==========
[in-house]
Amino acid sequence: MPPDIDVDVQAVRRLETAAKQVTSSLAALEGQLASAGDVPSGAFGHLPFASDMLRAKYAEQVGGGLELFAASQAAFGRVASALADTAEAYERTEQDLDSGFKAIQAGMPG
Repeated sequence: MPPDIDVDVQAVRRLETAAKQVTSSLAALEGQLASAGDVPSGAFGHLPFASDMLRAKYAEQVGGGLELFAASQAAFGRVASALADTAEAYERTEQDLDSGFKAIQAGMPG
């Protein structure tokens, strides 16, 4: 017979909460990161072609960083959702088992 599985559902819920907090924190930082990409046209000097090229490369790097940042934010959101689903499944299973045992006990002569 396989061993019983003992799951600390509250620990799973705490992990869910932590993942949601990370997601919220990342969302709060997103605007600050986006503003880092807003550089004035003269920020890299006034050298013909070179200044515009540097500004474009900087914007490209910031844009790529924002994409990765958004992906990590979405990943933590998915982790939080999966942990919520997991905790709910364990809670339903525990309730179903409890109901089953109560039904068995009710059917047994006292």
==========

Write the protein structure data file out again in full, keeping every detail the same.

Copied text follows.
[in-house]
Amino acid sequence: MPPDIDVDVQAVRRLETAAKQVTSSLAALEGQLASAGDVPSGAFGHLPFASDMLRAKYAEQVGGGLELFAASQAAFGRVASALADTAEAYERTEQDLDSGFKAIQAGMPG
Repeated sequence: MPPDIDVDVQAVRRLETAAKQVTSSLAALEGQLASAGDVPSGAFGHLPFASDMLRAKYAEQVGGGLELFAASQAAFGRVASALADTAEAYERTEQDLDSGFKAIQAGMPG
């Protein structure tokens, strides 16, 4: 017979909460990161072609960083959702088992 599985559902819920907090924190930082990409046209000097090229490369790097940042934010959101689903499944299973045992006990002569 396989061993019983003992799951600390509250620990799973705490992990869910932590993942949601990370997601919220990342969302709060997103605007600050986006503003880092807003550089004035003269920020890299006034050298013909070179200044515009540097500004474009900087914007490209910031844009790529924002994409990765958004992906990590979405990943933590998915982790939080999966942990919520997991905790709910364990809670339903525990309730179903409890109901089953109560039904068995009710059917047994006292």